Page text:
“Gotta go.”
She raised her hand to show she heard me, sending me off to make my rasta guy track the murderer from Kingston to Stockholm and back again with the aid of his new I-pad.

© 2013 Kathleen Coskran

Monday, April 1, 2013


            She stole the boat. Didn’t think of it as stealing, not until she was half-way across the lake, nearly out of sight of the dock where the old skiff sat like an invitation, the rope carelessly looped over the railing, not even tied. Well, tied, but in a loose knot that could have unraveled in the wind.
            She pushed it a few feet into the lake before climbing in, silently slipping the oars in the oarlocks, pulling back and rowing, rowing, rowing. She rowed with her eyes closed, both arms moving in harmony with each other, and the little boat sliding easily over the still water.
            When she opened her eyes, the sun had risen to the level of her gaze as if the great ball of fire knew what she had done and shone a spotlight on her. She didn’t care. She closed her eyes again and kept rowing. When she opened them for the second time, the sun had moved up, off her eyes to her forehead. She could see again.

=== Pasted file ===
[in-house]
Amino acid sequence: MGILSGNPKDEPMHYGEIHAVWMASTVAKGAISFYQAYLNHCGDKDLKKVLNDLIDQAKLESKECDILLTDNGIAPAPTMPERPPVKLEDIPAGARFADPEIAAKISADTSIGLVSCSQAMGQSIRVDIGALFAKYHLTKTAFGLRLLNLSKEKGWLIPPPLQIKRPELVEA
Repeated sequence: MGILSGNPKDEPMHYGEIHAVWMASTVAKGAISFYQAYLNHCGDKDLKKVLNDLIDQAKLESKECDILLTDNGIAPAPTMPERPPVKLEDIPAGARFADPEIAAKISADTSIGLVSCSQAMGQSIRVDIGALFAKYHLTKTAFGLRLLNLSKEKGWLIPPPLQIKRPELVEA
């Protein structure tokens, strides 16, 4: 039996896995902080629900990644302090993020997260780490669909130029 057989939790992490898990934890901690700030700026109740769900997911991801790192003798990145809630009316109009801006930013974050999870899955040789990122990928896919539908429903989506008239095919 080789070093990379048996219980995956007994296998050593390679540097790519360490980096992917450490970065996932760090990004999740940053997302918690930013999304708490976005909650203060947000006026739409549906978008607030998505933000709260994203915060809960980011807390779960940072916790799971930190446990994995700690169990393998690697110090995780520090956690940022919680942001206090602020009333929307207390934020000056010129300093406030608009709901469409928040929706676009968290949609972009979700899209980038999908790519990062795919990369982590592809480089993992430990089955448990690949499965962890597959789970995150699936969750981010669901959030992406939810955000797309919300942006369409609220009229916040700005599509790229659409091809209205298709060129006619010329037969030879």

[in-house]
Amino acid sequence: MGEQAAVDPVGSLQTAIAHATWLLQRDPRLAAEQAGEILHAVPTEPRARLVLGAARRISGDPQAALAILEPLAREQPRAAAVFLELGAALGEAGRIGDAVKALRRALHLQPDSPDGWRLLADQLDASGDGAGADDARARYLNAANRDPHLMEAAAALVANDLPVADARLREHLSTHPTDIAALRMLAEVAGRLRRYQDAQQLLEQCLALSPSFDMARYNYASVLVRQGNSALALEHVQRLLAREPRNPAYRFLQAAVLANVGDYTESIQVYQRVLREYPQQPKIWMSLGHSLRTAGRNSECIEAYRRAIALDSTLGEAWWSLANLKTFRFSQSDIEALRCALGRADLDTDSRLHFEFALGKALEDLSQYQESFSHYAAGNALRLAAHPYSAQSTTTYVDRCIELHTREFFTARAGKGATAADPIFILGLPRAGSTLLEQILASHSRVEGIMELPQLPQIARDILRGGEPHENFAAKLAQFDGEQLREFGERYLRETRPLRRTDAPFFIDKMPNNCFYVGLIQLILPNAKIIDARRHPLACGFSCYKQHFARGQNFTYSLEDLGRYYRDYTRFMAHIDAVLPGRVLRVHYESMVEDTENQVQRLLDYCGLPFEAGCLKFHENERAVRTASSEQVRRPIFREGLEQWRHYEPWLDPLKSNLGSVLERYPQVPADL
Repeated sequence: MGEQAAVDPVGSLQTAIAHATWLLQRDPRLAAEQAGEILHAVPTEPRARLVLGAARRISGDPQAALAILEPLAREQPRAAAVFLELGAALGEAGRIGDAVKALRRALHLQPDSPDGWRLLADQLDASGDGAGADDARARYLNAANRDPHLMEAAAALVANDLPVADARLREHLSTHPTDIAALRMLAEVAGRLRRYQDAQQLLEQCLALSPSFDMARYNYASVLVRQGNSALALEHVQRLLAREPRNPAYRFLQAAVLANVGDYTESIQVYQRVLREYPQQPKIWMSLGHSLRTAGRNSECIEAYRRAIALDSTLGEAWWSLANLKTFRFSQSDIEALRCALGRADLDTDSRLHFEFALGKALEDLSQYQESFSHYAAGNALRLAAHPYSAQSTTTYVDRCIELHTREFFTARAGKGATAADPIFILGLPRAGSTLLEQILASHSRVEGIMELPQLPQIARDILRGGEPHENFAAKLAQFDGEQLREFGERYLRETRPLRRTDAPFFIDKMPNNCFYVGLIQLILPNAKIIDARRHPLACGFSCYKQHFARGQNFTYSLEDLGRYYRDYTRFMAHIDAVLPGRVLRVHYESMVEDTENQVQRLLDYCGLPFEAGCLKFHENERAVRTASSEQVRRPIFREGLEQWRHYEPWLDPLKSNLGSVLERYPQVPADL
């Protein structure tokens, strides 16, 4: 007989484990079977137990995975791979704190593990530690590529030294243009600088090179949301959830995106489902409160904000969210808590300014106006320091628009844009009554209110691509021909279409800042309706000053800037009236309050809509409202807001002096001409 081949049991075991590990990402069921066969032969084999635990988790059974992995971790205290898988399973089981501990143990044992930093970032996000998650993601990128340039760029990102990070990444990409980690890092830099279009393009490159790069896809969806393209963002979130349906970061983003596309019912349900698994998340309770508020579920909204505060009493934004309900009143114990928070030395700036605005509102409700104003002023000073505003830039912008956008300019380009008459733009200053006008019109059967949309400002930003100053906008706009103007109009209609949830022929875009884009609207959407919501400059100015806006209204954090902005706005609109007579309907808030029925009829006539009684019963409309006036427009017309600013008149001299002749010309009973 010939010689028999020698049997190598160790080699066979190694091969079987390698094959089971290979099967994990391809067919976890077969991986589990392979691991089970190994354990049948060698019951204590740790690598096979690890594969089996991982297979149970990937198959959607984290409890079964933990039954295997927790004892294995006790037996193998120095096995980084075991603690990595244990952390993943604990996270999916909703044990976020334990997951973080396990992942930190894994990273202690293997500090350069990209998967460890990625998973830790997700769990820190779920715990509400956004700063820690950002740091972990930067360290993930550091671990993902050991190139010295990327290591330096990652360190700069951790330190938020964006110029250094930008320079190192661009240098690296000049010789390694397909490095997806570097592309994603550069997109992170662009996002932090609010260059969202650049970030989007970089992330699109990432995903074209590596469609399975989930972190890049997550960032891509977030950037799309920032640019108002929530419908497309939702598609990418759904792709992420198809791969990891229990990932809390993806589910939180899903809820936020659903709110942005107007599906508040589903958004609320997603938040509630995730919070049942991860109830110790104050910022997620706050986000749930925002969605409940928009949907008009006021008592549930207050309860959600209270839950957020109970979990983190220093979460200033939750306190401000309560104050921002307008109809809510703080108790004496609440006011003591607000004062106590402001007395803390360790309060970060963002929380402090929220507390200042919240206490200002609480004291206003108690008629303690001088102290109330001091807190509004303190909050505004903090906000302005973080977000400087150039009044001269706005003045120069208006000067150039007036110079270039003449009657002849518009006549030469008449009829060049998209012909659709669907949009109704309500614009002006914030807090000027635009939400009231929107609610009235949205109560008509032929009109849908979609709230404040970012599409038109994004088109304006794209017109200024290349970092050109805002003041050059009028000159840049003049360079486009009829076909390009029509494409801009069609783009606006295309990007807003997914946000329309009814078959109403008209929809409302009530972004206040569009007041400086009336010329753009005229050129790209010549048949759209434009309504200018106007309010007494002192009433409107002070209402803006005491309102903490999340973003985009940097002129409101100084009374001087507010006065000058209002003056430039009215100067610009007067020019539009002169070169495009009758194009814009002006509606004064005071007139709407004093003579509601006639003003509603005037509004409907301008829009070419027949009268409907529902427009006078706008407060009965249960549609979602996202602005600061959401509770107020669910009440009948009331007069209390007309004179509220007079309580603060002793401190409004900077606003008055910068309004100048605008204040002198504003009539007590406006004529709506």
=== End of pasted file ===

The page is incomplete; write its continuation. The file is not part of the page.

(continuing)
She pulled the oars up, lay them along the gunnels and lowered herself into the bottom of the boat, her back against the seat and closed her eyes again. She drifted. Sam would have called the lake a glass-off, no current or wind. The boat rocked and drifted, carried and held her without effort. He would have hated her theft, but forgiven her when she told him about the drift, how it held her, how she needed it. She imagined he was floating somewhere too. She’d seen him the night of the funeral—had to be a dream—but there he was, the day they put him in the ground, sitting on the edge of a chair, elbows on his knees, the way he sat when he had something important to say. And then he floated away without telling her where he was going.
            She’d return the boat, tie it to the dock as rigidly as she’d return to what she called her life, but for now she was adrift.

© 2013 Kathleen Coskran